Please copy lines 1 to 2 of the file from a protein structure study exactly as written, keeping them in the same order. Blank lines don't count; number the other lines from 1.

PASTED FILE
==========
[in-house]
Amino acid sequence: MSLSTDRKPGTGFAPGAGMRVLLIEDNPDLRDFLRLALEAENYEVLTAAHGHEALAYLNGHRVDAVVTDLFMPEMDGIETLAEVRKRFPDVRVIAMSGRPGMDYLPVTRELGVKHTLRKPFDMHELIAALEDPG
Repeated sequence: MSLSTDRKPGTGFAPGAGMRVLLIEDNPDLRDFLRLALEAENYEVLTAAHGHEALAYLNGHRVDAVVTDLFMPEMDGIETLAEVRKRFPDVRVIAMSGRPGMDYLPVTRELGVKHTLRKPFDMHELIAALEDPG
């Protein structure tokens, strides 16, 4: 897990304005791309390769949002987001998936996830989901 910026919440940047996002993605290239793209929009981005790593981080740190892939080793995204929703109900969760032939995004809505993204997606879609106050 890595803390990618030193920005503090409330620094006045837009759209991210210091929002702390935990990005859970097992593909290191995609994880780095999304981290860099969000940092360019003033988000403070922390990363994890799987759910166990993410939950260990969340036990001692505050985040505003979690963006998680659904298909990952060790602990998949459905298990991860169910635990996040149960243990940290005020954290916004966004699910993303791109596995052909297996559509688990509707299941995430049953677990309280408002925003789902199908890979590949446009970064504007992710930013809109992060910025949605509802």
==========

[in-house]
Amino acid sequence: MSLSTDRKPGTGFAPGAGMRVLLIEDNPDLRDFLRLALEAENYEVLTAAHGHEALAYLNGHRVDAVVTDLFMPEMDGIETLAEVRKRFPDVRVIAMSGRPGMDYLPVTRELGVKHTLRKPFDMHELIAALEDPG